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Anais da Academia Brasileira de Ciências

Print version ISSN 0001-3765On-line version ISSN 1678-2690

An. Acad. Bras. Ciênc. vol.89 no.3 Rio de Janeiro July/Sept. 2017  Epub Aug 17, 2017 

Agrarian Sciences

Palisadegrass effects on N fertilizer dynamic in intercropping systems with corn







1Empresa Brasileira de Pesquisa Agropecuária/EMBRAPA, Pesca e Aquicultura, Prolongamento da Avenida NS 10, cruzamento com a Avenida LO 18, sentido Norte, loteamento Água Fria, 77020-020 Palmas, TO, Brazil

2Escola Superior de Agricultura Luiz de Queiroz/ESALQ, Universidade de São Paulo/USP, Av. Pádua Dias, 11, 13418-900 Piracicaba, SP, Brazil

3Departamento de Agronomia, Instituto Federal do Paraná, Av. Bento Munhoz da Rocha Neto, s/n, 85555-000 Palmas, PR, Brazil

4Centro de Energia Nuclear na Agricultura/CENA, Universidade de São Paulo/USP, Av. Centenário, 303, 13400-970 Piracicaba, SP, Brazil


Corn grain yield, nitrogen (N) fertilizer efficiency and distribution to corn alone and three forms of corn and palisadegrass (Urochloa spp.) intercropping implantation was investigated. A field experiment with 15N labeling fertilizer was performed in randomized block design. No form of palisadegrass intercropping implantation affected corn grain yield, total N accumulation and N use efficiency (NUE), which were 8.7 t ha-1, 205 kg ha-1 and 37% respectively. The palisadegrass produced on average 1.9 t of dry mass, absorbing a maximum of 6 kg ha-1 or 5.5% of N fertilizer during corn growing. Furthermore, the palisadegrass did not affect N fertilizer distribution in soil-plant system, in which 28.2% was recovered in the soil and 40.4% in the plants (corn + palisadegrass). The results show that for the three intercropping implantation methods the palisadegrass did not compete with corn for N fertilizer.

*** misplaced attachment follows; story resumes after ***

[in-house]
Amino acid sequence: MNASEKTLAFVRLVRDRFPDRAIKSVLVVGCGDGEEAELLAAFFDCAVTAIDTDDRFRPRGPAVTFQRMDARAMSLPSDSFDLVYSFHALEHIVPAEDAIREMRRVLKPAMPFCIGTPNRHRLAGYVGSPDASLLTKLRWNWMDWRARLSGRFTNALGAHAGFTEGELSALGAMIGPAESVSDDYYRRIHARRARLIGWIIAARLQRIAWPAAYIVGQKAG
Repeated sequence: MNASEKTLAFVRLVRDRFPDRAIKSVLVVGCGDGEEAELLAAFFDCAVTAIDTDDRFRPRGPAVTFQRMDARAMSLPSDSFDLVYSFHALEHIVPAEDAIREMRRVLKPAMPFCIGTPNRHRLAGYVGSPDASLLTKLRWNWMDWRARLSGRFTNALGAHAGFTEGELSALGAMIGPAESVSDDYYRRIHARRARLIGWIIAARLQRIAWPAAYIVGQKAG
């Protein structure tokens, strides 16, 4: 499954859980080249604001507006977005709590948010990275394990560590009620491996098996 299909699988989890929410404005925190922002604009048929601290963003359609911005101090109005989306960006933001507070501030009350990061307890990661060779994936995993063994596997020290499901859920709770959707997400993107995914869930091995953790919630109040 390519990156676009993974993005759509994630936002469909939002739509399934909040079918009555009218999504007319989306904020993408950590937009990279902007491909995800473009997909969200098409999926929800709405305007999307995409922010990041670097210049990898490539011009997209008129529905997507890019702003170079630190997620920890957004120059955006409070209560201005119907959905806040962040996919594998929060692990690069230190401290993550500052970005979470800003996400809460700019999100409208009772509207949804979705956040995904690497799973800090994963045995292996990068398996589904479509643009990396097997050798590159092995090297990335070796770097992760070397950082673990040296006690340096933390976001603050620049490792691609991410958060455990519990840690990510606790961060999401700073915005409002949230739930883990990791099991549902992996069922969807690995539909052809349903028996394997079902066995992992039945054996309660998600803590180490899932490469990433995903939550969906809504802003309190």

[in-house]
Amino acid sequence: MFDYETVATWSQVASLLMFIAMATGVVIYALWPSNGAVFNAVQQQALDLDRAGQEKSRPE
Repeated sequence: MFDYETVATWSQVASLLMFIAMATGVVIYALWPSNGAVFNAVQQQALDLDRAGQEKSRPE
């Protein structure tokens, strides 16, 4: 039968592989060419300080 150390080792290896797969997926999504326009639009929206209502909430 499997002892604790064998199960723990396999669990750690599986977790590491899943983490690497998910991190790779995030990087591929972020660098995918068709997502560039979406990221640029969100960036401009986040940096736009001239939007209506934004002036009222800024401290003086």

Key words: 15N isotope; Crop-livestock integration; Nitrogen use efficiency; No-tillage; Urochloa spp.; Zea mays.


Plants intercropping is an alternative for the establishment of more sustainable agricultural systems (Scopel et al. 2013). In tropical and subtropical conditions of South America, the intercropping of tropical grain and forage production plants allows harness the additional water of the summer to cultivated grain in order to keep the soil covered during the off-season in areas under no-tillage system (Borghi et al. 2012, Ceccon et al. 2013, Crusciol et al. 2013), or to establish pasture after harvesting the grain (Borghi et al. 2013) in the system concept and crop-livestock integration (CLI).

In Brazil, corn (Zea mays) and palisadegrass (Urochloa spp.) are the species grown with higher expression in intercropping on agricultural areas, mainly driven by the growing adoption of CLI system. Studies which evaluating the intercropping of corn and palisadegrass, with competitive advantage to the grain producing plants, showed that the productive potential of the area was not compromised by the presence of palisadegrass (Borghi et al. 2012, 2013). However, in addition to grain yield other factors should be considered such as the nitrogen (N) use efficiency (NUE) for corn.